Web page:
Smoke Signals

Dundurn Press, Toronto
Smoke Signals follows tobacco from its origins in South America's Andes through its checkered history as a "miracle cure," powerful addictive and poison, friend of government revenue departments, and enemy of law enforcement directed at contraband and tax diversion. It traces tobacco's sacredness among Natives, notably how the modern substance has changed Native lives, sometimes for the good, often for the bad, explores how the coffers of governments, now so dependent on tobacco revenue, will be affected if the plant's commercial use is eliminated, and examines how Native traditions, including tobacco as a holy herb, might survive in modern society and strengthen Natives.

The Reviews:

"Jim Poling Sr. has done us a favour by his overview of and acute insights into the tobacco debacle. Smoke Signals should be taken seriously." (Literary Review of Canada, April 2013)

“Smoke Signals” is the first, most comprehensive, well researched and very well written book on tobacco marketing among Natives in North America. It should be required reading by all government officials and police agencies who monitor this activity. For journalists, social scientists and teachers searching for information about the current status of the Iroquois, and particularly the Mohawks, “Smoke Signals” needs to be read.  Mr. Poling has, in this book, done a great service in reporting on one of the most significant factors in contemporary aboriginal society. (Indian Time - Doug George-Kanentiio)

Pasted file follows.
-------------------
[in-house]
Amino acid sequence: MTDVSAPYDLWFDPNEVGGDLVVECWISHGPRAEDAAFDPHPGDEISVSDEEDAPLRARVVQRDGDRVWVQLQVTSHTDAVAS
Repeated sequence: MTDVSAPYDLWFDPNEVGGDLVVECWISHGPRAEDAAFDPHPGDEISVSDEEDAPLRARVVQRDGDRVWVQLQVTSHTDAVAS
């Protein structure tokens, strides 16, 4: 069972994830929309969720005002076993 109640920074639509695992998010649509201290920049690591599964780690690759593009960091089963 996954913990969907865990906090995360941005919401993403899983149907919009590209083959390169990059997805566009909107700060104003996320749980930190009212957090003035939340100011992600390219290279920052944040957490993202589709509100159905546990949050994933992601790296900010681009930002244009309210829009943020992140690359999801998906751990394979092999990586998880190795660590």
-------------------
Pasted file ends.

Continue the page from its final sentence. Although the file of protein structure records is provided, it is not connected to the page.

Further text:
"In Smoke Signals Poling documents tobacco’s role in the Canadian experience, and its long circuitous journey back to the First Nations peoples who first cultivated it. The result is a fascinating social history." (Blacklock’s Reporter )

"Informed, informative, superbly researched and deftly written, Smoke Signals: The Native Takeback of North America's Tobacco Industry is highly instructive reading and an especially recommended addition to both community and academic library collections." (Midwest Book Review

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